Self-motivation is a key component to being a hard worker. It’s more than just showing up and working. You need to prove you’ve got the motivation to work hard and do what the job without prompting from the boss. Having self-motivation provides the freedom for higher-ups to notice you’re working and worry more about someone else who might need them. They won’t feel as obligated to focus their attention on you if they can see you’ve been self-motivated to work on this project or help that coworker.

Priorities are another important characteristic. It’s important to set goals for yourself at work and have priorities to help you achieve them. If you’re plan is to finish five assignments in one day, focus on those five assignments and decide which ones will take you longer to finish. Prioritize the longer ones in the best place for your abilities. If you feel you can speed through the others first and focus more on the longer ones after, then follow that priority set.

 

Learning and Self-Reliance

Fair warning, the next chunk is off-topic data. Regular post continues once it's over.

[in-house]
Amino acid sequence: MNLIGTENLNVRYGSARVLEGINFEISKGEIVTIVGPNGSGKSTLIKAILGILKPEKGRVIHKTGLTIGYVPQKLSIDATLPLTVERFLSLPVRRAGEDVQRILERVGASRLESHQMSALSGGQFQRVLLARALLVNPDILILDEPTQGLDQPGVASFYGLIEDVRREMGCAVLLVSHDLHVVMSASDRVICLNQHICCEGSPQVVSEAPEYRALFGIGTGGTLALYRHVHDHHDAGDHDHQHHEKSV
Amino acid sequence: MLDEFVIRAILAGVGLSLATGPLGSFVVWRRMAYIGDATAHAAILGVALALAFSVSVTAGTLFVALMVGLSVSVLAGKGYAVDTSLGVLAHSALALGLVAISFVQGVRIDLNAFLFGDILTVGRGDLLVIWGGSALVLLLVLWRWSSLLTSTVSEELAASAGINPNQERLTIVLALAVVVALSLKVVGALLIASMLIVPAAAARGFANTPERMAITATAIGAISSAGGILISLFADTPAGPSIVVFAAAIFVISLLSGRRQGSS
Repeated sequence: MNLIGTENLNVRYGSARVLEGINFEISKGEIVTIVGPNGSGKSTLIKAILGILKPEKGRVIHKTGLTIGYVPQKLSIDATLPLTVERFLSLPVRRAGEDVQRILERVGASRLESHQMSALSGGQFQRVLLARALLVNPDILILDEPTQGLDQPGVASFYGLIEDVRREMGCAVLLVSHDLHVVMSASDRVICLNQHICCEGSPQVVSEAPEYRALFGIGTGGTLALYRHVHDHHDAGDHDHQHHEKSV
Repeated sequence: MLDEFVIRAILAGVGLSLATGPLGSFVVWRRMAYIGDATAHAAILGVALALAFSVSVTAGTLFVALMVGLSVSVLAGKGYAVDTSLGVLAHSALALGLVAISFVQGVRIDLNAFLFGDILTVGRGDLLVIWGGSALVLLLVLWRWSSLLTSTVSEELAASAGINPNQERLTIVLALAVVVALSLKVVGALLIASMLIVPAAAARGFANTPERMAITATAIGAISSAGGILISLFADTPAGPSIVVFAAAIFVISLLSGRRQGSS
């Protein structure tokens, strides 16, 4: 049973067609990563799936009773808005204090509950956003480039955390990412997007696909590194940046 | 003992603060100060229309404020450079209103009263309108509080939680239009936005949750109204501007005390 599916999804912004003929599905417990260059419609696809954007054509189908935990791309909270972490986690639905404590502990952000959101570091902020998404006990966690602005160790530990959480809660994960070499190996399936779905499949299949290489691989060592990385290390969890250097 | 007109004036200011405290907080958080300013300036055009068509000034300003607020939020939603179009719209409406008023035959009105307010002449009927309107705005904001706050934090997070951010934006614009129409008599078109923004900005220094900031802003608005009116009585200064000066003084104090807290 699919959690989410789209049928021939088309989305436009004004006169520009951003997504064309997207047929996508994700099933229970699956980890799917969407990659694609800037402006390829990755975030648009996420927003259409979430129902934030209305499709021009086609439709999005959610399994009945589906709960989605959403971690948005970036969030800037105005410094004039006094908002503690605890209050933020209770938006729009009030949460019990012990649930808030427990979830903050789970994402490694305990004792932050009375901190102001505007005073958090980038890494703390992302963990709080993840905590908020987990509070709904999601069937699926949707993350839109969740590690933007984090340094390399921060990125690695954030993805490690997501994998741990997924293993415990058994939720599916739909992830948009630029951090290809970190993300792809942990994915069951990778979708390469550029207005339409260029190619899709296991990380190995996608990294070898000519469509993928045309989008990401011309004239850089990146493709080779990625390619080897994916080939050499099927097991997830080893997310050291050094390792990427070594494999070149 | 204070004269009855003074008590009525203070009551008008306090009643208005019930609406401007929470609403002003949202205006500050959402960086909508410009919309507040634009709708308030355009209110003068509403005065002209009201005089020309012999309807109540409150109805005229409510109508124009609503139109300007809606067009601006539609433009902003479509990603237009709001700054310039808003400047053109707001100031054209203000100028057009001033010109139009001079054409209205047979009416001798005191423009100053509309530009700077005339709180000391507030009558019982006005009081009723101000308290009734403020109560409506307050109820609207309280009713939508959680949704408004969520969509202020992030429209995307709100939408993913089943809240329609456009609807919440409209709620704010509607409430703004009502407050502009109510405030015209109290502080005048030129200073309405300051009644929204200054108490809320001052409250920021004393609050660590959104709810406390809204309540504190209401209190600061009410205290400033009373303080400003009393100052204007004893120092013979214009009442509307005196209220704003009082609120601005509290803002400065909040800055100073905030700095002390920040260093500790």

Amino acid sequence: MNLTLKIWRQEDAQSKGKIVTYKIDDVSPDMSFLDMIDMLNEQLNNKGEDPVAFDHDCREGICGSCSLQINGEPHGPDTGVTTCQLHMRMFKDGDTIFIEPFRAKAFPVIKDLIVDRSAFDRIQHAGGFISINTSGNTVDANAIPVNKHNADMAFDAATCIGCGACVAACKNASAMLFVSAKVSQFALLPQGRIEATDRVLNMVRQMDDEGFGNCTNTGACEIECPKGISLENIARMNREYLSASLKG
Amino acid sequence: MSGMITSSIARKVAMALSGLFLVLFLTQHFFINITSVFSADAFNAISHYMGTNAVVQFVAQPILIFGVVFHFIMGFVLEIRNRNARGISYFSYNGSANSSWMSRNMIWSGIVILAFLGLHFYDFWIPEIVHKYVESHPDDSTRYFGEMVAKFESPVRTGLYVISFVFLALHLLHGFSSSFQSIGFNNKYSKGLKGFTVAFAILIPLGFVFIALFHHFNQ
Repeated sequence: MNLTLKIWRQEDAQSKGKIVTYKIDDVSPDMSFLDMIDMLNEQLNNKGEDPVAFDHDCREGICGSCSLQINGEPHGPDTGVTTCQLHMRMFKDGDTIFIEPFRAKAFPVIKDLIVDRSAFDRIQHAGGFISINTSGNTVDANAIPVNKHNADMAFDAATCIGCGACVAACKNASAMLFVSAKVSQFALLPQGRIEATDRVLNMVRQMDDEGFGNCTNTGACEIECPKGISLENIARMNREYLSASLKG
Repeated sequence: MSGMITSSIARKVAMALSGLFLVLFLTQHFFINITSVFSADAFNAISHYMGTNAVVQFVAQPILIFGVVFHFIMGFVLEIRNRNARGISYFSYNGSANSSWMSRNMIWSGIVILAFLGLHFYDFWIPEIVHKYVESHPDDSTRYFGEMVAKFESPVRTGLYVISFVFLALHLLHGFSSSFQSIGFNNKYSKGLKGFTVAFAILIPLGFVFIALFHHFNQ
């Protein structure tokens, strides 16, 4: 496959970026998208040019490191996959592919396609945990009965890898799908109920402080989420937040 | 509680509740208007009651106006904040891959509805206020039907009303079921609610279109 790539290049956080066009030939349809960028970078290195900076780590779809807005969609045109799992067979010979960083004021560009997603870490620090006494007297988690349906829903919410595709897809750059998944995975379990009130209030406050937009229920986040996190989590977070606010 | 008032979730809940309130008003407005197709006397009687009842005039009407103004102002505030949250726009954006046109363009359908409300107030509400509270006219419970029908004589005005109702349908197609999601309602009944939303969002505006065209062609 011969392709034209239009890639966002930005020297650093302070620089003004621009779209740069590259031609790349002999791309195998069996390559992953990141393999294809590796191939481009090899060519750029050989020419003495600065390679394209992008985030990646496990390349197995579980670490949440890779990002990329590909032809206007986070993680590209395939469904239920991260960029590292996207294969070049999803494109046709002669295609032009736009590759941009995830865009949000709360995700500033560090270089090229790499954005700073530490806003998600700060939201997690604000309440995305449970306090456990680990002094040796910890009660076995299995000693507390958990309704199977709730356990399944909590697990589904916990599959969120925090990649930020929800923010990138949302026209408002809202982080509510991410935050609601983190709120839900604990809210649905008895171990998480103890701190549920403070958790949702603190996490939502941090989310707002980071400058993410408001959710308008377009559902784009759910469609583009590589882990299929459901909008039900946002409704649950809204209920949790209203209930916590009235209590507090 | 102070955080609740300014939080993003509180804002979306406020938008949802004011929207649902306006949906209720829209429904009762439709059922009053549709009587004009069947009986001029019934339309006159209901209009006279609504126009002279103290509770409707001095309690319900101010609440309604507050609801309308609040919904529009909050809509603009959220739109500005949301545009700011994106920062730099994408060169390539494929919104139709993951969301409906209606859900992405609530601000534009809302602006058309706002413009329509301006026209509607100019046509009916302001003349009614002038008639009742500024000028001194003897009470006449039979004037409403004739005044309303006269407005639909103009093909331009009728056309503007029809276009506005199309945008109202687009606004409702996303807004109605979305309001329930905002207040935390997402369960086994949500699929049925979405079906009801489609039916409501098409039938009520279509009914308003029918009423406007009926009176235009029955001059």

Learning all you can at your job is one way to make yourself known as a hard worker. By focusing on the things you don’t know and learning more each day, you’re showing your employer you have what it takes to work hard and provide the quality work they’re seeking. It’s important to continue learning, no matter how much you think you already know.

Being self-reliant is another top quality in a hard-working employee. It shows that managers and others above you don’t need to worry about your performance. If you truly need help, you’ll ask, and they can be free to focus on someone else who needs them more.

 

Stamina and Perseverance

Working hard requires the stamina to perform. In order to be a hard worker, you have to have the stamina to stand strong and put in the required work. It’s not as simple as saying you’re working and you’re trying. You need the stamina to push yourself and finish all your assignments and work to help others when needed.

Persevere to the end. Finishing what you start and working hard to get there is a bigger deal to your employer than you might think. It’s important to not give up and be sure to remain committed and ambitious. Work hard to get where you want to be and have the confidence to succeed.

 

Culturally Fit